gaps in modernizing readiness and the size of forces. we have to make up for the many years lost. 2% is the bare minimum for confronting today's very real and very vicious threats. if nato countries made their full and complete contributions, then nato would be even stronger than it is today, especially from the threat of terrorism. i want to extend my appreciation to the 9/11 memori and museum in new york for contributing this remnant of the north tower, as well as to chancellor merkel, and the german people, for donating this portion of the berlin wall. it's truly fitting these two
artifacts now reside here so close together at the new nato headquarters. and to ask once what the new nato headquarters cost. i refuse to do that. but it is beautiful. each one marks a pivotal event in the history of this alliance, and in the eternal battle between good and evil. on one side the triumph of our ideas over a toe tollitarian communist ideology ben on the oppression of millions of people and on the other a painful reminder of the barbaric evil that still exists in the world and that we must confront and defeat together as a group. as a world. this twisted mass of metal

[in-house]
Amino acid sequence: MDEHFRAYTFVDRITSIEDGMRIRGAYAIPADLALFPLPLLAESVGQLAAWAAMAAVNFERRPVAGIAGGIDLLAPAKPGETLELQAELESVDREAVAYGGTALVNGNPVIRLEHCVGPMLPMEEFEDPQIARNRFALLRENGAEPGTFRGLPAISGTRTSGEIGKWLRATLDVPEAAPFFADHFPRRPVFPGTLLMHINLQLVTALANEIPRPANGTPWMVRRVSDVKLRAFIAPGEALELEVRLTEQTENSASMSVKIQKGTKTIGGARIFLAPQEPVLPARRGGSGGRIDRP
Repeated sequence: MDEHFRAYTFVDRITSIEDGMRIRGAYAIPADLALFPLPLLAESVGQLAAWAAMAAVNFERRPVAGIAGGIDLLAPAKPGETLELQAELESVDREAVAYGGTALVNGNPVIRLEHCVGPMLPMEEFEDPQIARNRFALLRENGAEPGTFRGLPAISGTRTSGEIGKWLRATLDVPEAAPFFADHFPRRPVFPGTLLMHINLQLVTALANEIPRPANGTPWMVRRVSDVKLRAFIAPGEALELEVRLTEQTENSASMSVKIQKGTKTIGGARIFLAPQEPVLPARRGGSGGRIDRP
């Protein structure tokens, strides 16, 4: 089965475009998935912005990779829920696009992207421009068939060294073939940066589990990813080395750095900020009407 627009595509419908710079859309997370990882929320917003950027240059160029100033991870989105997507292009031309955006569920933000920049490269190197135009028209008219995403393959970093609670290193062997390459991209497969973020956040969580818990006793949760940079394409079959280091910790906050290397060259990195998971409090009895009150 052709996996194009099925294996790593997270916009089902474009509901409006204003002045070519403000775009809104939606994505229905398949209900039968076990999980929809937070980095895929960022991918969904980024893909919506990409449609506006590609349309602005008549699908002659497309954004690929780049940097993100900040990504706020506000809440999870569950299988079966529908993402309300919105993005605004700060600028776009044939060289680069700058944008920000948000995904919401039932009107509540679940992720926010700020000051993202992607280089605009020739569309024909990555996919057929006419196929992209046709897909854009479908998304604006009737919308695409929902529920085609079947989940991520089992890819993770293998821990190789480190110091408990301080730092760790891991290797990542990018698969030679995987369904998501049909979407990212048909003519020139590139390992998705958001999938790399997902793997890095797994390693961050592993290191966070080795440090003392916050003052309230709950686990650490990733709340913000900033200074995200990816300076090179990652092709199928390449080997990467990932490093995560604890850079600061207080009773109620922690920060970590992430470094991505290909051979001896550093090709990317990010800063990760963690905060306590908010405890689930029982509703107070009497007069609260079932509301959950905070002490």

reminds us not only of what we have lost, but also what forever endures the courage of our people, the strength of our resolve, and the commitments that bind us together as one. we will never forget the lives that were lost. we will never forsake the friends who stood by our side, and we will never waiver in our determination to defeat terrorism, and to achieve lasting security, prosperity and peace. thank you very much. it's a great honor to be here. thank you. [ applause ] >> the president of the united states in a dedication ceremony for a new part of the nato headquarters in brussels, not open yet but this part of it a commemoration to major moments in the alliance's history and so you saw angela merkel speaking. they have given a piece of the berlin wall, and you saw part of the wreckage of the world trade ceer, but the president using